As Al Varnell noted, the increased security provided by SIP overrides simple Unix permissions and ACLs. More than once, I have had to perform SIP magic to enable deletion and subsequent new user directory tree creation in order to do a data-only migration, effectively discarding ~/Library which contained the root cause of inexplicable problems ranging from inability to open a Network preferences to mysteriously sluggish performance, all account-specific problems.
After performing the magic and migration, the contents of Notes, Calendars, Contacts, and IMAP mail accounts auto-restored while On-My-Mac mail folders were restored courtesy of Time Machine.
The real lesson for users is to avoid trying to ‘clean up’ their systems because Go64 or similar programs report 32bit apps. Unless the applications occupy many gigabytes (cough, Adobe) it isn’t worth the effort. New updated versions usually overwrite or delete older version and the macOS upgrade process is unaffected by old applications. It will become obvious after upgrading to Catalina what works and what does not. A better investment of time would be creation of a second Administrative account (see note below) as an emergency tool, along with both Time Machine and CCC or SuperDuper! clone backups.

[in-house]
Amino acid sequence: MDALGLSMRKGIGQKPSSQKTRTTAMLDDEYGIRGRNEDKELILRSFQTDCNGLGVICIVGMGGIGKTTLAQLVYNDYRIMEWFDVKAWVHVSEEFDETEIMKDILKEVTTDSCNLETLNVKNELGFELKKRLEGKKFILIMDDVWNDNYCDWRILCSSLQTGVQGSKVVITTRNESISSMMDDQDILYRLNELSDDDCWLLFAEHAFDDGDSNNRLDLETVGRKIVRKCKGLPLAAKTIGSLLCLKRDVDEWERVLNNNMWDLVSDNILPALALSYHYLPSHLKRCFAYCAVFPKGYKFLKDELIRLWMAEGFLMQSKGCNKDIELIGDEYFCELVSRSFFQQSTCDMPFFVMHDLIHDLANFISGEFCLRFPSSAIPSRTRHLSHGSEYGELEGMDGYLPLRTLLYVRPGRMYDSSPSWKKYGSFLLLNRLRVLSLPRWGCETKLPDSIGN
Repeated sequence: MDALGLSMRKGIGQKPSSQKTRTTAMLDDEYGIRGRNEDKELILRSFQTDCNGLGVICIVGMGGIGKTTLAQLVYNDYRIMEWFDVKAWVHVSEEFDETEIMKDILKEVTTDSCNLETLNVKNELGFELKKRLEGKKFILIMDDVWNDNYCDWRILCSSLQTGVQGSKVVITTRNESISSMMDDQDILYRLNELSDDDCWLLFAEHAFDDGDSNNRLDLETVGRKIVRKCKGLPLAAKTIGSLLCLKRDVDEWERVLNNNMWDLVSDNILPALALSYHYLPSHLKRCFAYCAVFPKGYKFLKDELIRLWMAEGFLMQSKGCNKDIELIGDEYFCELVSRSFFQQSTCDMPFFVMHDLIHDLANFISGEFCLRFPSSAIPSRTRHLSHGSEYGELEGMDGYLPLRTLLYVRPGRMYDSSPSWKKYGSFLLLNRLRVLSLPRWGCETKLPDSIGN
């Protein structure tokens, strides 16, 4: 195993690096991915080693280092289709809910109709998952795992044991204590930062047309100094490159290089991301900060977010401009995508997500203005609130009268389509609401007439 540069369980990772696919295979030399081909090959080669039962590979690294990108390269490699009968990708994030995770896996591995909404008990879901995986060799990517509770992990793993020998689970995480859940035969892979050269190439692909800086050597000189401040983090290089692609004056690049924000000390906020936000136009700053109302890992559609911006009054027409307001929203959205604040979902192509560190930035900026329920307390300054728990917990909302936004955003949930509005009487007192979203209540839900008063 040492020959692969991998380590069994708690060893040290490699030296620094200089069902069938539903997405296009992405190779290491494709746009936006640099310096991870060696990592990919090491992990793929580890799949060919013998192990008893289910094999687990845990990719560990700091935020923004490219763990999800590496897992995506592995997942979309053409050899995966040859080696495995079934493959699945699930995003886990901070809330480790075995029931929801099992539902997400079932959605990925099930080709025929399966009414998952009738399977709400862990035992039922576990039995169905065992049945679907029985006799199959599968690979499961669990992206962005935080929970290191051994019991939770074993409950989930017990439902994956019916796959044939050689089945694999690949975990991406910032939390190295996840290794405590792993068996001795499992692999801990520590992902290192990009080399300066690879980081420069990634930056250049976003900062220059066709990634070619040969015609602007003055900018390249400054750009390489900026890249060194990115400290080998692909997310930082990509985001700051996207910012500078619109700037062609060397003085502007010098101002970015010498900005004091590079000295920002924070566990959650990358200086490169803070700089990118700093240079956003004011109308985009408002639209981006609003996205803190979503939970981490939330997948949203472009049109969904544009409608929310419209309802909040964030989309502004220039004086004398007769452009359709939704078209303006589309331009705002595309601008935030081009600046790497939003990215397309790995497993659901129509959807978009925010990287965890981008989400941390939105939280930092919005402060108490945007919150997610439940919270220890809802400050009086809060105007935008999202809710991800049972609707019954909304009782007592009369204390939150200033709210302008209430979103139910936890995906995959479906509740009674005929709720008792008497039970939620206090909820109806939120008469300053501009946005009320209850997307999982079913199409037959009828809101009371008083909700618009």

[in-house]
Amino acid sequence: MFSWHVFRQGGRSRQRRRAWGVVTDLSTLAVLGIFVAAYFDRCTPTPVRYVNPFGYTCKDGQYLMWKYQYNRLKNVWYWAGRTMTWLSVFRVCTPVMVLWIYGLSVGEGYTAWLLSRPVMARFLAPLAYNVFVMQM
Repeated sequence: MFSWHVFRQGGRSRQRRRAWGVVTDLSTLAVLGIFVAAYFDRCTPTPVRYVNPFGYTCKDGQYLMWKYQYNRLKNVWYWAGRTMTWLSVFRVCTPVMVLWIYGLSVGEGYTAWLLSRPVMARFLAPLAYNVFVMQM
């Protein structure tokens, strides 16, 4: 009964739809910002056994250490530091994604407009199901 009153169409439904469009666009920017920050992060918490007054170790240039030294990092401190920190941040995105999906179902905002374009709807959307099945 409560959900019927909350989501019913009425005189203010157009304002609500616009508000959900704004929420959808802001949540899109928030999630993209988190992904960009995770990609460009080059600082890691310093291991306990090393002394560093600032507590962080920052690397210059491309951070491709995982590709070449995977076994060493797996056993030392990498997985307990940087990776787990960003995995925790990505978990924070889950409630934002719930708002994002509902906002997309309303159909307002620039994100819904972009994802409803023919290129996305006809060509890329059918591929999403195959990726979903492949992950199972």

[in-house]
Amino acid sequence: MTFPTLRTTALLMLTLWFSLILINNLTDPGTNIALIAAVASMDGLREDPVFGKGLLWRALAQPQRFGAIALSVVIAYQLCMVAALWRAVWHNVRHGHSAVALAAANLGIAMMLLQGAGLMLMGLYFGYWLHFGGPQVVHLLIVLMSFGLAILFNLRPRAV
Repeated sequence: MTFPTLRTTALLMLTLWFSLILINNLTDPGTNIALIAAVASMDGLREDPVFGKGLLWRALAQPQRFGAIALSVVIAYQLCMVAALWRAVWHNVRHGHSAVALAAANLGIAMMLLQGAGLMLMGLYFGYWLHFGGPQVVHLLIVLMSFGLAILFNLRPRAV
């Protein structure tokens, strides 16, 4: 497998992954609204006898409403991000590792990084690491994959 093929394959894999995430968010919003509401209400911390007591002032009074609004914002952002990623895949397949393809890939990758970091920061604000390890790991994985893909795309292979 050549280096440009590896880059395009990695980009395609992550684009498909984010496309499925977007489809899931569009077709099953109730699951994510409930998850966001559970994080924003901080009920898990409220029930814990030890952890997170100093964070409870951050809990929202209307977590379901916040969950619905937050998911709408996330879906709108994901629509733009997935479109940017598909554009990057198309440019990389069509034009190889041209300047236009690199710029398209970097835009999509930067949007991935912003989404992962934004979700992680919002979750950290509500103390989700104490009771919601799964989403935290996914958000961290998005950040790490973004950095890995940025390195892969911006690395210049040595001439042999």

For any new OS install on a blank system, create the emergency administrative account first, update the OS and applications, and then, as needed, migrate user accounts and, possibly, system configuration. Migration Assistant is your friend and works over many kinds of connections, including WiFi.
Most of all, have patience. Upgrading an new 2018 Mini to Catalina today, I nearly had to slap someone’s hand away while the seemingly dead system was busy upgrading firmware and rebooting several times. After then migrating the user account and system settings from an old Mini, miraculously everything the user wanted was there. It just worked™.